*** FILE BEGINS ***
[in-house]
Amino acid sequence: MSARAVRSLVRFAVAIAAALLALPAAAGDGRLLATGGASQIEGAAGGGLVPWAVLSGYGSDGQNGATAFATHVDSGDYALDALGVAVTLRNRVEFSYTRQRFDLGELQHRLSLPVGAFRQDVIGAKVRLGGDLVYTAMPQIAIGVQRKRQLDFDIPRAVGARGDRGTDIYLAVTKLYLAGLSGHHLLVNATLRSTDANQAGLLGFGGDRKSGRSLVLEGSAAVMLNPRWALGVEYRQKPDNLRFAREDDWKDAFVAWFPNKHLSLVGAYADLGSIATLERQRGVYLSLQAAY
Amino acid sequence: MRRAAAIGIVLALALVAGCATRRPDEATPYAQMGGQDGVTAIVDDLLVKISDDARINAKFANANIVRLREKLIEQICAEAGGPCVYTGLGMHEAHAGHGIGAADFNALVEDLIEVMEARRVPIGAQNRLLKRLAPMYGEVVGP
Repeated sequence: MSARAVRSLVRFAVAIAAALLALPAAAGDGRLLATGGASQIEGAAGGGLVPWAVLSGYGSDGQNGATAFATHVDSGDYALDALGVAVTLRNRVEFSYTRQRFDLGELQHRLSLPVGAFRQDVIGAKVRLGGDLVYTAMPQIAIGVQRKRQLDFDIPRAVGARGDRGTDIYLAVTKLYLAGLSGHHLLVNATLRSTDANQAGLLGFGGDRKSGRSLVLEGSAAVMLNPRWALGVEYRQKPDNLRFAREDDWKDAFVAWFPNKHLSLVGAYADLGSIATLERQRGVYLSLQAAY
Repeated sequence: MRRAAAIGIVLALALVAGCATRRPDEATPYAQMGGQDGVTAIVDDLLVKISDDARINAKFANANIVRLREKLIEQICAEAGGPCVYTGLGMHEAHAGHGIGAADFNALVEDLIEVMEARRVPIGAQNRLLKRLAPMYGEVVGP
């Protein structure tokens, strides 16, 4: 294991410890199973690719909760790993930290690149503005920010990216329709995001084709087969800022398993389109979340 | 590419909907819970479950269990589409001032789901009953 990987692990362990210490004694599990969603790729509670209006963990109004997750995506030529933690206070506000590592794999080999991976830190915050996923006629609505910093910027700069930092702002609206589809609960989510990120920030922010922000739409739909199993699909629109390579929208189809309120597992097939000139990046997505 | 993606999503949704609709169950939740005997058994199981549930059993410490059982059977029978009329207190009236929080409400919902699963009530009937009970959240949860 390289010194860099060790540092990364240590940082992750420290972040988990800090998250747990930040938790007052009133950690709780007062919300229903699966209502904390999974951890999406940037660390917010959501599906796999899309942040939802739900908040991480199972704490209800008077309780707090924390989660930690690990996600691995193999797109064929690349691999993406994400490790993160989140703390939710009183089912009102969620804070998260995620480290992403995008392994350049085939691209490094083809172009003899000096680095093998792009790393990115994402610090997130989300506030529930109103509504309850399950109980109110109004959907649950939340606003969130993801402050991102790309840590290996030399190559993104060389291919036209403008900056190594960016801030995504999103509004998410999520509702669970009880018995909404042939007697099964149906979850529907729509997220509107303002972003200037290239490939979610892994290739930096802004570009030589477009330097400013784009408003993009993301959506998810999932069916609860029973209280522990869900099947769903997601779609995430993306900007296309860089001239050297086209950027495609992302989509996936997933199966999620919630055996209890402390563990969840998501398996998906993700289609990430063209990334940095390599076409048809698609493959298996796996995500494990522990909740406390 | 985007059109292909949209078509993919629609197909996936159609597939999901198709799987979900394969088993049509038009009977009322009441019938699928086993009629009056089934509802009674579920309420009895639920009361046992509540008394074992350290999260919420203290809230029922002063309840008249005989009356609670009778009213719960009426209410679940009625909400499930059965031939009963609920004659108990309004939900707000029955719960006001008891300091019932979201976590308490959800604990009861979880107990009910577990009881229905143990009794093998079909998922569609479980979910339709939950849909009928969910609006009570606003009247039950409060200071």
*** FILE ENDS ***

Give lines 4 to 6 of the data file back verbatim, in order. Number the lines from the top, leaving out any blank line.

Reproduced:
Repeated sequence: MSARAVRSLVRFAVAIAAALLALPAAAGDGRLLATGGASQIEGAAGGGLVPWAVLSGYGSDGQNGATAFATHVDSGDYALDALGVAVTLRNRVEFSYTRQRFDLGELQHRLSLPVGAFRQDVIGAKVRLGGDLVYTAMPQIAIGVQRKRQLDFDIPRAVGARGDRGTDIYLAVTKLYLAGLSGHHLLVNATLRSTDANQAGLLGFGGDRKSGRSLVLEGSAAVMLNPRWALGVEYRQKPDNLRFAREDDWKDAFVAWFPNKHLSLVGAYADLGSIATLERQRGVYLSLQAAY
Repeated sequence: MRRAAAIGIVLALALVAGCATRRPDEATPYAQMGGQDGVTAIVDDLLVKISDDARINAKFANANIVRLREKLIEQICAEAGGPCVYTGLGMHEAHAGHGIGAADFNALVEDLIEVMEARRVPIGAQNRLLKRLAPMYGEVVGP
């Protein structure tokens, strides 16, 4: 294991410890199973690719909760790993930290690149503005920010990216329709995001084709087969800022398993389109979340 | 590419909907819970479950269990589409001032789901009953 990987692990362990210490004694599990969603790729509670209006963990109004997750995506030529933690206070506000590592794999080999991976830190915050996923006629609505910093910027700069930092702002609206589809609960989510990120920030922010922000739409739909199993699909629109390579929208189809309120597992097939000139990046997505 | 993606999503949704609709169950939740005997058994199981549930059993410490059982059977029978009329207190009236929080409400919902699963009530009937009970959240949860 390289010194860099060790540092990364240590940082992750420290972040988990800090998250747990930040938790007052009133950690709780007062919300229903699966209502904390999974951890999406940037660390917010959501599906796999899309942040939802739900908040991480199972704490209800008077309780707090924390989660930690690990996600691995193999797109064929690349691999993406994400490790993160989140703390939710009183089912009102969620804070998260995620480290992403995008392994350049085939691209490094083809172009003899000096680095093998792009790393990115994402610090997130989300506030529930109103509504309850399950109980109110109004959907649950939340606003969130993801402050991102790309840590290996030399190559993104060389291919036209403008900056190594960016801030995504999103509004998410999520509702669970009880018995909404042939007697099964149906979850529907729509997220509107303002972003200037290239490939979610892994290739930096802004570009030589477009330097400013784009408003993009993301959506998810999932069916609860029973209280522990869900099947769903997601779609995430993306900007296309860089001239050297086209950027495609992302989509996936997933199966999620919630055996209890402390563990969840998501398996998906993700289609990430063209990334940095390599076409048809698609493959298996796996995500494990522990909740406390 | 985007059109292909949209078509993919629609197909996936159609597939999901198709799987979900394969088993049509038009009977009322009441019938699928086993009629009056089934509802009674579920309420009895639920009361046992509540008394074992350290999260919420203290809230029922002063309840008249005989009356609670009778009213719960009426209410679940009625909400499930059965031939009963609920004659108990309004939900707000029955719960006001008891300091019932979201976590308490959800604990009861979880107990009910577990009881229905143990009794093998079909998922569609479980979910339709939950849909009928969910609006009570606003009247039950409060200071």